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Johnson & Johnson to Pay $2.2 Billion


Johnson & Johnson (J&J), multinational icon in the pharmaceutical, consumer goods and medical devices industries, has been charged with false marketing and as a result will pay $2.2 billion in damages. The controversy and lawsuit center around the schizophrenia drugs Risperdal and Invega and the heart-failure drug Natrecor.

The penalties include fines and forfeiture to the federal government and to whistleblowers in three states. The settlement covers claims that J&J marketed the drugs for unapproved uses and gave kickbacks to healthcare providers and nursing homes.

As noted by U.S. Attorney General Eric Holder, J&J and two of its subsidiaries – Janssen Pharmaceuticals and Scios – “lined their pockets at the expense of American taxpayers, patients and the private insurance industry.”

The Details behind the Charges
The settlement charges that:

  • J&J improperly marketed Risperdal for the treatment of psychotic symptoms in elderly non-schizophrenic patients, even though it was approved to treat only schizophrenia.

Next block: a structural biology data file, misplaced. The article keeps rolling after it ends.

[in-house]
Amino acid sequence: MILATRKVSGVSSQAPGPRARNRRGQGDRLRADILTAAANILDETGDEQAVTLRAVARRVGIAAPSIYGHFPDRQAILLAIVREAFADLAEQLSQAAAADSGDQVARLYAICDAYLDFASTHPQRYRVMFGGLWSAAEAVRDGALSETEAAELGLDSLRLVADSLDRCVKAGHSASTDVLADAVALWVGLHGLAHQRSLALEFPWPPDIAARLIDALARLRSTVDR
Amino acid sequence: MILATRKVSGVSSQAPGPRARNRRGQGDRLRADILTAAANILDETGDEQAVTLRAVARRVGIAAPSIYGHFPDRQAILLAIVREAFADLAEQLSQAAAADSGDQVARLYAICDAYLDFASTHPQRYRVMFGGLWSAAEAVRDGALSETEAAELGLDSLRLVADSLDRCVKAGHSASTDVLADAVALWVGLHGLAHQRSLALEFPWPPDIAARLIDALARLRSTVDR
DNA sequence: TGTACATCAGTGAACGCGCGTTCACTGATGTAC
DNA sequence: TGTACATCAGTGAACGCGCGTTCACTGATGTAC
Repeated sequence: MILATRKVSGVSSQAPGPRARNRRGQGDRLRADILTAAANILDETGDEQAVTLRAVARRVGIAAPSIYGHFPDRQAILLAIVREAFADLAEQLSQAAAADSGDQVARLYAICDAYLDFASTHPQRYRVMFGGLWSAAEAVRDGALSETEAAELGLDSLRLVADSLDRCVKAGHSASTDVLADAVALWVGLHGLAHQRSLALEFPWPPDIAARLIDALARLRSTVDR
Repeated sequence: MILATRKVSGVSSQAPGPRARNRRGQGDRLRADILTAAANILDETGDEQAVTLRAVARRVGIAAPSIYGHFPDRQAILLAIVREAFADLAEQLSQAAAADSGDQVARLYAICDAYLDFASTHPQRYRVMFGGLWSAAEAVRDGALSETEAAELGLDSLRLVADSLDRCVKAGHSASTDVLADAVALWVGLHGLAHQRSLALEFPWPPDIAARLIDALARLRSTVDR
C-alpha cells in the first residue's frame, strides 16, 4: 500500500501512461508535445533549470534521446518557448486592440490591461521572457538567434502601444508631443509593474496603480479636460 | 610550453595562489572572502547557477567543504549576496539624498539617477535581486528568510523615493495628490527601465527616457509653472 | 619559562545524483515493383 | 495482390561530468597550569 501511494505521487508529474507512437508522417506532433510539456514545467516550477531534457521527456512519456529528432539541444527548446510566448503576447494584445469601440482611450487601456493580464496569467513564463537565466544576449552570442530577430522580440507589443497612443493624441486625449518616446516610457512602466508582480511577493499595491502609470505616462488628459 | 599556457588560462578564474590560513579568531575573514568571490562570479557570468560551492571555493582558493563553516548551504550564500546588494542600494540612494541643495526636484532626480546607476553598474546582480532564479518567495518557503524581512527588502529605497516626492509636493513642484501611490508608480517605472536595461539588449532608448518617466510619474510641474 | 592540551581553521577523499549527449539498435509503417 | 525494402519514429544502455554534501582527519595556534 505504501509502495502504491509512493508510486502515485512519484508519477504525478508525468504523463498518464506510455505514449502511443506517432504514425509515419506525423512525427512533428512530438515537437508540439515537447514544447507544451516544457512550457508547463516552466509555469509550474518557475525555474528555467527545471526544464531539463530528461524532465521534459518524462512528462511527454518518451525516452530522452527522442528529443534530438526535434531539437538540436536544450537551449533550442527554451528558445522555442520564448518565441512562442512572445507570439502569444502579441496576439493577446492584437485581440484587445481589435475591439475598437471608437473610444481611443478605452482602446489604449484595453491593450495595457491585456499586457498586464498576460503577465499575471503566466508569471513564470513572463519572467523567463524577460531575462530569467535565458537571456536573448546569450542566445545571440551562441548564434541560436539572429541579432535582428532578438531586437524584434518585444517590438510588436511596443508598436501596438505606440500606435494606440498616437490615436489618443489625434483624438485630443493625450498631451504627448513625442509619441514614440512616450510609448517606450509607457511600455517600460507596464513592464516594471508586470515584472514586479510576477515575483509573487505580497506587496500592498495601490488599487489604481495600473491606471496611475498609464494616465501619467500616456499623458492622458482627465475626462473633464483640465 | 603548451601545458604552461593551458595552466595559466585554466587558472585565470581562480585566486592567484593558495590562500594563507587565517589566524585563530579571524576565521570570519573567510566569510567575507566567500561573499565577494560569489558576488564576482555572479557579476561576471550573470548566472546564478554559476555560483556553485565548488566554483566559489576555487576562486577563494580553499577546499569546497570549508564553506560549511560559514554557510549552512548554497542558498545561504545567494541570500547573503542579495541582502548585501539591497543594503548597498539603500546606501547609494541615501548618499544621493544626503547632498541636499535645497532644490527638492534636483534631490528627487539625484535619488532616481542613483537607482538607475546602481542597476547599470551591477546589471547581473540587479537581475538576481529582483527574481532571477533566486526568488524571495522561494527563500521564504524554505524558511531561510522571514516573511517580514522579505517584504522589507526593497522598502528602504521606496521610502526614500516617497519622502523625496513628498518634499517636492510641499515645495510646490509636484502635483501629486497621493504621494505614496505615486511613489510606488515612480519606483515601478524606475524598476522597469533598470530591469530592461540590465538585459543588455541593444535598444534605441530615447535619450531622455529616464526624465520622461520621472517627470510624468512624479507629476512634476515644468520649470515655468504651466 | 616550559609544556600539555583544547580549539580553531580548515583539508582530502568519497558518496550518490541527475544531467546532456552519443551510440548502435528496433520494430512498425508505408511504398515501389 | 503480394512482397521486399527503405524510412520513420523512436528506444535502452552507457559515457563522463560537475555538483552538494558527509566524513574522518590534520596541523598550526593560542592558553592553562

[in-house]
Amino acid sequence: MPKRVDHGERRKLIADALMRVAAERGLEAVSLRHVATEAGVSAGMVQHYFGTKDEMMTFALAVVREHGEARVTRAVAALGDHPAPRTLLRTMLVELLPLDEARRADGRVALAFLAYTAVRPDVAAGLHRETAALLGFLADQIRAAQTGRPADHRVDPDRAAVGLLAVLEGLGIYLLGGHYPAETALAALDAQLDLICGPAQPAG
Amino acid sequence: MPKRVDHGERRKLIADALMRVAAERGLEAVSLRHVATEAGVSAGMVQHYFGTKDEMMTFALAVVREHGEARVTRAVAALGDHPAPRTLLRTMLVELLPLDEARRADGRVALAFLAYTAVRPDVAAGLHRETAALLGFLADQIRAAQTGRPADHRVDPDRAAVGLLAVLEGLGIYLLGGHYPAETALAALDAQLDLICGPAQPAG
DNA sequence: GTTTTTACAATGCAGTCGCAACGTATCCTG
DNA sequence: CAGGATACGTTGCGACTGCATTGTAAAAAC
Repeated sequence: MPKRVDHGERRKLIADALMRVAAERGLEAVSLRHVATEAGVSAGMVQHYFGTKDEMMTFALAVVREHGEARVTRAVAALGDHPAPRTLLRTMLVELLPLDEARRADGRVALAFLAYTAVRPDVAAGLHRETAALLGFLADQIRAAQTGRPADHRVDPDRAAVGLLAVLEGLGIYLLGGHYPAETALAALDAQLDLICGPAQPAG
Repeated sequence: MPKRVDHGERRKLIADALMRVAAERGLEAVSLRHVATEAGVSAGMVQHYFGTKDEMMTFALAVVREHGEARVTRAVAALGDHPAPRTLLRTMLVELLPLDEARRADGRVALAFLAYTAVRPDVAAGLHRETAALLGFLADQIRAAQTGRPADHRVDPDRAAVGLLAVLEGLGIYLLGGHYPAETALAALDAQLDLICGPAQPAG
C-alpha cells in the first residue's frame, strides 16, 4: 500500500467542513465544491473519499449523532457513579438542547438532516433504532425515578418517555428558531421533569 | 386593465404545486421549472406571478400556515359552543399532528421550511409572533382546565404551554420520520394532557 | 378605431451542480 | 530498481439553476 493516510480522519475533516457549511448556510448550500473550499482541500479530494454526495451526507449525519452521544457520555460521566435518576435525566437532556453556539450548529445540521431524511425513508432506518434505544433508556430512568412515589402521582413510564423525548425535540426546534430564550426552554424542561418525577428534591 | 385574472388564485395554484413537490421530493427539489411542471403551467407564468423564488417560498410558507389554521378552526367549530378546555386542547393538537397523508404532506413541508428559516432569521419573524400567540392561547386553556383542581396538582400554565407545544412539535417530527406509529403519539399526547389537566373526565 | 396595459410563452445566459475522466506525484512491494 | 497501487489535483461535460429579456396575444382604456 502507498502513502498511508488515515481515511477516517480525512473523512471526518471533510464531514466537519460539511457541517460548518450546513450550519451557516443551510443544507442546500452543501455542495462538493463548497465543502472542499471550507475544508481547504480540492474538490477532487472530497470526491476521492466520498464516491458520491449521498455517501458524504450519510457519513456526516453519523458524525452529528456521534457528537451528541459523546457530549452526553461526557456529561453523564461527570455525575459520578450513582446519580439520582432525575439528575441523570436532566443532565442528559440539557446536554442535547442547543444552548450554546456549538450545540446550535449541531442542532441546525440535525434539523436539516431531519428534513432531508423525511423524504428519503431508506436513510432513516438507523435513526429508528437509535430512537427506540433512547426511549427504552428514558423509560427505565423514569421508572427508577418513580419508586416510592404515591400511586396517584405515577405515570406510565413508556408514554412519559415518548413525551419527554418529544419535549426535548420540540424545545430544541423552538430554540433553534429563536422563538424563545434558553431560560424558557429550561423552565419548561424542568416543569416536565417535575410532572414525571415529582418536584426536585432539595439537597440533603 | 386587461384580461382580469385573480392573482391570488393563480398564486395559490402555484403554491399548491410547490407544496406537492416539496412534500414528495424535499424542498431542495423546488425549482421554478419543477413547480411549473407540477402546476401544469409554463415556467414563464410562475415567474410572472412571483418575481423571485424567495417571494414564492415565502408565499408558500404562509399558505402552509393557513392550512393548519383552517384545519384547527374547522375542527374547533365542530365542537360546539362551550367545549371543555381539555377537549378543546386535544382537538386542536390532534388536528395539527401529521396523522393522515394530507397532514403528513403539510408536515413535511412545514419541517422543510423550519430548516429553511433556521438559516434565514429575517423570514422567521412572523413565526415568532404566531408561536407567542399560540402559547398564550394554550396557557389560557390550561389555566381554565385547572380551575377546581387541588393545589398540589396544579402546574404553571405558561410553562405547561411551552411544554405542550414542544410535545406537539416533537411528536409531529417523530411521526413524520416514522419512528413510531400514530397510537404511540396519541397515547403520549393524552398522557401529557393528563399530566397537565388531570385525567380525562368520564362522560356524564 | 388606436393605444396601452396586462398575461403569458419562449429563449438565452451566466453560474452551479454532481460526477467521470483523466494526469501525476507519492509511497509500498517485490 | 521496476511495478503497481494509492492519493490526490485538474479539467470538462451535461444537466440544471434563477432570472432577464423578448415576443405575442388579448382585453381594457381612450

• Both Risperdal and Invega were falsely marketed for dementia treatment. This led insurance companies to pay for related inappropriate claims.
  • Natrecor was marketed as treatment for patients with less severe heart failure than indicated in its Food & Drug Administration approval.

A Historic Settlement
The penalty imposed on J&J and its partners is one of the country’s largest healthcare-related settlements. In addition, one plaintiff’s attorney cited it as the largest whistleblower payout in U.S. history.

  • Whistleblowers in Pennsylvania will receive $112 million, while payouts in Massachusetts and California will total $28 million each.
  • The California payout goes to a single Scios employee who first brought suit against J&J in 2005 and ultimately helped government attorneys build their case.

In 2011, J&J paid Arkansas $1.2 billion in fines related to deceptive marketing and false claims about Risperdal.

As part of this year’s lawsuit, it was charged that the company knew that patients on the drug were at increased risk of developing diabetes, but did not publicly acknowledge this potential side effect. In addition, J&J promoted Risperdal in nursing homes in part by sending paid pharmacists to review patient records. Holder noted that kickbacks and other incentives to these “extensions of the J&J sales force” could have threatened the health of some patients.

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